Crohn's Disease Tied to Higher Colorectal-Cancer Risk, Study Confirms

By David Douglas

March 03, 2020

NEW YORK (Reuters Health) - People with Crohn's disease have an elevated risk of developing colorectal cancer, a Scandinavian population-based study confirms.

However, the risk was only increased in those diagnosed with the inflammatory bowel disease at earlier ages, researchers report in The Lancet Gastroenterology and Hepatology.

"Several previous studies have reported an increased risk of colorectal cancer in patients with Crohn's disease, but these studies are older and have often shown uncertain risk estimates and as a consequence there are different approaches to surveillance for colorectal cancer in Crohn's disease in different countries," Dr. Ola Olen of Karolinska Institutet, in Stockholm, told Reuters Health by email.

Dr. Olen and colleagues examined data from Denmark and Sweden spanning 1969 to 2017 and identified more than 47,000 patients and more than 460,000 matched controls from the general population.

There were 499 cases of incident CRC (0.82 per 1,000 person-years) in patients with Crohn's disease compared with 4,084 cases in controls (0.64 per 1,000 person-years), yielding an adjusted hazard ratio of 1.40 (95% confidence interval, 1.27 to 1.53). Corresponding figures for CRC deaths were 296 and 1,968 (aHR, 1.74; 95% confidence interval, 1.54 to 1.96).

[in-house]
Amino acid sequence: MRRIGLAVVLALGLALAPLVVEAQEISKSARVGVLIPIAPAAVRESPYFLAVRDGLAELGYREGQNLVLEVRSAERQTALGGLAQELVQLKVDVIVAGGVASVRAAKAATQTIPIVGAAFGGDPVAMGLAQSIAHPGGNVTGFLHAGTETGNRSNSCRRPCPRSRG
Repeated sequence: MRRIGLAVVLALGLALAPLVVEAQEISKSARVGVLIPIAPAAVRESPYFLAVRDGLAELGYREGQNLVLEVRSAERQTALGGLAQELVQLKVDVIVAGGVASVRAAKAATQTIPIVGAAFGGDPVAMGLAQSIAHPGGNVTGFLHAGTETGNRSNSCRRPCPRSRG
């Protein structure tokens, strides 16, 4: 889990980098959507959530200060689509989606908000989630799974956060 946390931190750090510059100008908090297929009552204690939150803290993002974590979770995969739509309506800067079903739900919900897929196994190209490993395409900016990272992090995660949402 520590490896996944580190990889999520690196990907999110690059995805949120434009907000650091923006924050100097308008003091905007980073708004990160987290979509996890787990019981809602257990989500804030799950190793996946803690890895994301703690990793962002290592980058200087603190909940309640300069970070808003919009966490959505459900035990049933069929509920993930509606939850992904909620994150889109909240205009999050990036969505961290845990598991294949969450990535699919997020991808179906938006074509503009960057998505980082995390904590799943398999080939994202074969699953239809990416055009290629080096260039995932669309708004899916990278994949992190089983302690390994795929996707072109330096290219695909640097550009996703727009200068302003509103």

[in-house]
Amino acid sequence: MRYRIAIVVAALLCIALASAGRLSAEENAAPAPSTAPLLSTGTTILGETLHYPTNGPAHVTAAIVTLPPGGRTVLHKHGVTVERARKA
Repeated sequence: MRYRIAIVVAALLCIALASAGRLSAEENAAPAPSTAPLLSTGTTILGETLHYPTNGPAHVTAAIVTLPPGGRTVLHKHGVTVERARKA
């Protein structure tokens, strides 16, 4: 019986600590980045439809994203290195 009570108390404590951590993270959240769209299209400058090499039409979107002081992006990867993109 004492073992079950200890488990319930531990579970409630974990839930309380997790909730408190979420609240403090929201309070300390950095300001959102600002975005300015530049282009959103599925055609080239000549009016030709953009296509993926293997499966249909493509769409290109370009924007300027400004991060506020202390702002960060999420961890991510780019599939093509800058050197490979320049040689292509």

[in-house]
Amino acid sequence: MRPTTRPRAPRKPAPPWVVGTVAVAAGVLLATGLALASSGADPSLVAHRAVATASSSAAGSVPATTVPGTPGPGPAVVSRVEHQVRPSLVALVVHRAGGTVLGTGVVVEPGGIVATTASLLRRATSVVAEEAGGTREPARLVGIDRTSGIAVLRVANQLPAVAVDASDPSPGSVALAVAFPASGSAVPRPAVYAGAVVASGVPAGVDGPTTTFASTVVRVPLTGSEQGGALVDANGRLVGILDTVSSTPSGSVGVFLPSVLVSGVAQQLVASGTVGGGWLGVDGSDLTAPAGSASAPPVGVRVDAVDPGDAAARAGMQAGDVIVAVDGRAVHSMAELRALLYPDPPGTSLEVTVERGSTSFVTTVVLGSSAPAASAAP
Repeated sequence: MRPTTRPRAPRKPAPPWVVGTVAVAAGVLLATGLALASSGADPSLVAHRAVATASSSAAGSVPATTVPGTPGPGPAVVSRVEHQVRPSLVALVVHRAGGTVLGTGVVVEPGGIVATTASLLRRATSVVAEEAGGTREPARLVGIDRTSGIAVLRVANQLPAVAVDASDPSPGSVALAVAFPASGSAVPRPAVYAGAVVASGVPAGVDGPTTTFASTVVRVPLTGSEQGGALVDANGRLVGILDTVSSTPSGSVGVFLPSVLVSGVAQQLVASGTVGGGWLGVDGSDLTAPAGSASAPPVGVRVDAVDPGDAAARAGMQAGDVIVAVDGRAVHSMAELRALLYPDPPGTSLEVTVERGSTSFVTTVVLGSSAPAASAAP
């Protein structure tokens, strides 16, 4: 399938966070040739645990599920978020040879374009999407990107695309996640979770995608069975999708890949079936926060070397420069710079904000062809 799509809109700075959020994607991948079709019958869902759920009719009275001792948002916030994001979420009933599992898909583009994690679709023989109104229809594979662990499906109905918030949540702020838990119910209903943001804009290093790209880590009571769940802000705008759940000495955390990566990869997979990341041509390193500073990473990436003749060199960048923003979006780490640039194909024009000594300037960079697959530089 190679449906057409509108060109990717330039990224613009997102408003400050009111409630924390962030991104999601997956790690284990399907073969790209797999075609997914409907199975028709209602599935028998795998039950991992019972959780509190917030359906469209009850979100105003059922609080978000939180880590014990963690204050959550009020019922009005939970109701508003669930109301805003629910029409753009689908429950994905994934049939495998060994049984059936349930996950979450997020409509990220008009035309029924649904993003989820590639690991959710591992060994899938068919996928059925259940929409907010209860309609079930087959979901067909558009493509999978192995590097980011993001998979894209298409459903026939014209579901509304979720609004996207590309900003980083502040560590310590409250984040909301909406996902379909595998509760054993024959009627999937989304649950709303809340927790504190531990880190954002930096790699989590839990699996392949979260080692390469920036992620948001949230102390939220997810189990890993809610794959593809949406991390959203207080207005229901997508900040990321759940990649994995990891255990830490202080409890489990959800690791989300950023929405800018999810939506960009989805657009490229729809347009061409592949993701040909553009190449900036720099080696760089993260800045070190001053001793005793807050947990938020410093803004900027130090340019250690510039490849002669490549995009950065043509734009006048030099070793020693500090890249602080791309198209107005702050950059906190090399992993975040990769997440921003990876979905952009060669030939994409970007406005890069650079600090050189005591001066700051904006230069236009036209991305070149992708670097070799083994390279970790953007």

Thus, said Dr. Olen, "We can confirm that Crohn's disease patients have an increased risk of being diagnosed with colorectal cancer and to die from colorectal cancer."

Importantly, he added, "among Crohn's disease patients who are potentially eligible for colorectal-cancer surveillance we found that age of Crohn's disease diagnosis is a currently overlooked factor. While we found a marked increased risk among patients diagnosed with Crohn's disease before age 40, we found no increased risk in the older age groups."

Another important finding, said Dr. Olen, "is that although colorectal cancer risk seems to have decreased over the last decades, there was still an increased risk of colorectal cancer in Crohn's disease during the last five years of follow-up (2013-2017). During these last five years colorectal-cancer surveillance was recommended in certain subgroups of Crohn's disease. We conclude that surveillance programs seem to be beneficial but they could likely still be improved."

Dr. Jason Ken Hou of Baylor College of Medicine, in Houston, Texas, who wrote an accompanying editorial, told Reuters Health by email, "Despite dramatic improvements in medical therapy for Crohn's disease in the past two decades, mortality has not improved."

"Further research is needed to understand if more recent changes in medical approaches and colorectal-cancer screening will reduce cancer-related mortality in patients with Crohn's disease," he added.

SOURCE: and The Lancet Gastroenterology and Hepatology, online February 14, 2020.